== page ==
ESSENTIAL AMAZING SPIDER-MAN VOL.3
Writer: Stan Lee
Pencillers: John Romita, Don Heck & Larry Lieber
Format: Marvel DVD-ROM PDFs
Publisher: Marvel Comics
Rating: 4.7 / 5
Note: These issues - Amazing Spider-Man Vol.1 #44-65 and Annual #4 – were read as PDF files on the Marvel Amazing Spider-Man DVD-ROM. These issues are equivalent to Essential Amazing Spider-Man Vol.4.
Oh, Spidey – you’re just incredible.
Things are finally looking up for ol’ Peter Parker, the Amazing Spider-Man. He’s juggling two beautiful girls – Gwen Stacy and Mary-Jane Watson; his bullyfriend Flash Thompson has been drafted to go to the Vietnam War; his rich best friend Harry Osborn has invited him to live, rent-free, with him in the city; and his Aunt May finally has someone else to dote on her – her neighbour, MJ’s aunt Anna Watson, with whom May moves in.
But things start to go downhill, as Harry begins to wonder about and distrust Parker because of his frequent disappearances. Gwen and Mary-Jane, despite becoming closer to one another, both start to give Peter a hard time for not choosing between them. Peter also meets Gwen’s father, the retired police captain George Stacy, who seems a bit too cluey for Spidey’s comfort.
And then things get really bad, as Wilson Fisk appears as the Kingpin of Crime and, after offering Peter a job at Oscorp, Norman Osborn begins to get his memory back – of himself as the Green Goblin, and of Spider-Man’s secret identity, Peter Parker! And Doctor Octopus briefly moves in, as a boarder, with May and Anna! Holy frejoles!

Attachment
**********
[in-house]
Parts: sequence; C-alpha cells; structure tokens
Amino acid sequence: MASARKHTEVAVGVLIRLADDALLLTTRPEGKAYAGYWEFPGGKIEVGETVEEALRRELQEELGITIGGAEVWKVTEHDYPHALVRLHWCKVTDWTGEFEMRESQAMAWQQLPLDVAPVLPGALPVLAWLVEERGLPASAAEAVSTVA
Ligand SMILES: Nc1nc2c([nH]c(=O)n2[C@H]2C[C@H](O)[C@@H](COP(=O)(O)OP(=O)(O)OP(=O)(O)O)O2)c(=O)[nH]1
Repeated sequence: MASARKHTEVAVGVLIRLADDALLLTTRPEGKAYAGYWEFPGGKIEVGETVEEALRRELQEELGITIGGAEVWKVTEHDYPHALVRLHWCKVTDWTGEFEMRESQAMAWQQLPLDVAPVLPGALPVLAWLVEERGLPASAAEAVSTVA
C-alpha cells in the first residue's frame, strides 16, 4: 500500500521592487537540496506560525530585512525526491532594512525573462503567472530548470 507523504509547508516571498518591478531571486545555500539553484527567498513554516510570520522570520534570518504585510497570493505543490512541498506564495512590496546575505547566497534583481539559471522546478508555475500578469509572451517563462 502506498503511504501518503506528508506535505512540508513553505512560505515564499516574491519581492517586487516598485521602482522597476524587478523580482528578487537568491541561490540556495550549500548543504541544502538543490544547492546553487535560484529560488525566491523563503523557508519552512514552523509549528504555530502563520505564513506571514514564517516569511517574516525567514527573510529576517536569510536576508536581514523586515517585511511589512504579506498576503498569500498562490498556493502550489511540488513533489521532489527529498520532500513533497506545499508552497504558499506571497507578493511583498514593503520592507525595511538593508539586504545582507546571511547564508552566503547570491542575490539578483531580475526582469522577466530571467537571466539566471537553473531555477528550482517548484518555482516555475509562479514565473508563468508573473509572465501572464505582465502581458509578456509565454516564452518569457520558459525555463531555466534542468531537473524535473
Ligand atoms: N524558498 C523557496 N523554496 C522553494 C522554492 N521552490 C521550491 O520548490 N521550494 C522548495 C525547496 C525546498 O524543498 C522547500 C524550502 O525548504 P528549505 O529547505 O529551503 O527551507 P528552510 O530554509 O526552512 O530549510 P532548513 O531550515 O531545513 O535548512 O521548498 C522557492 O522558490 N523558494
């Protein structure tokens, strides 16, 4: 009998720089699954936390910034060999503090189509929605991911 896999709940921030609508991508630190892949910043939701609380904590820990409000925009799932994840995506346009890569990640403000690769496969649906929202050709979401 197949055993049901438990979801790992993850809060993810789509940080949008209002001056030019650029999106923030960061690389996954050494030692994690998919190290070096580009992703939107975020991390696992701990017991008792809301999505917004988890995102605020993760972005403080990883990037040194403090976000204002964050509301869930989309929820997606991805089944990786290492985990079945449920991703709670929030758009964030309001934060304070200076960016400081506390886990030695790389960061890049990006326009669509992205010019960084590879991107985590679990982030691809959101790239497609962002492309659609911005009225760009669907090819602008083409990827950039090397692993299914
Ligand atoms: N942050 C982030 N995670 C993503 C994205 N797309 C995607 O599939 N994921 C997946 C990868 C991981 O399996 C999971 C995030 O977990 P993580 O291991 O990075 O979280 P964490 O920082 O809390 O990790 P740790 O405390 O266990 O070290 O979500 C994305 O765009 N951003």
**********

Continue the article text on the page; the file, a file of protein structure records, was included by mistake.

The art is outstanding in every issue. It is plum perfect from the line art right through to the colouring. It is also amazingly consistent between artists – it is almost impossible to tell whether Romita or Heck is responsible for the finished line art, except for the fact that the credits tell us who responsible for what, and Larry Lieber’s art in the annual is distinguishable only by his use of fewer, and much larger panels.
The writing is superb as well, with Parker’s soap opera life not really detracting from the action and adventure. Even when a thrilling scene is interrupted for a quick jaunt to watch Parker’s friends chilling at the Coffee Bean or the Gloom Room A-Go-Go, that aspect of Spidey’s adventures remains as entertaining as the fight we’ve left behind.
We also get introduced to Joe “Robbie” Robertson, who feels like a long-time cast member despite only appearing in a few issues.
Spidey is sold as the hero we can all identify with. Admittedly, many Spidey fans at the time would be slightly nerdy, and have a bully bugging them, and perhaps a family they feel responsible. But few are going to be as buff as Spidey, and have two beautiful dames fighting over him, or a sugar daddy. Things are getting less and less believable (but do remain very compelling).
It is also hard to believe that so few people could work out who Spidey is. At this point, it has only been the Green Goblin – but Frederick Foswell works it out, and confirms it by following Peter, only to be fooled by a truly unconvincing trick. I find it hard to imagine, for example, that someone like J. Jonah Jameson, knowing there’s a connection – or at least contact – between Parker and Spidey wouldn’t pay for surveillance on Parker, and would work out pretty quickly they’re the same guy. This is somewhat mitigated by many people, such as Robertson, beginning to suspect the truth, but keeping quiet.
This volume is marvellous for its introduction of many long-time Spidey mainstays, such as Joe Robertson and the Kingpin, as well as many characters whose fates modern Spidey fans know are worth sticking around for. The buds of many of the most well-known Spidey begin to grow here, nurtured by dazzling art and great writing. This is definitely worth it for all Spidey fans and, frankly, fans of good comics in general.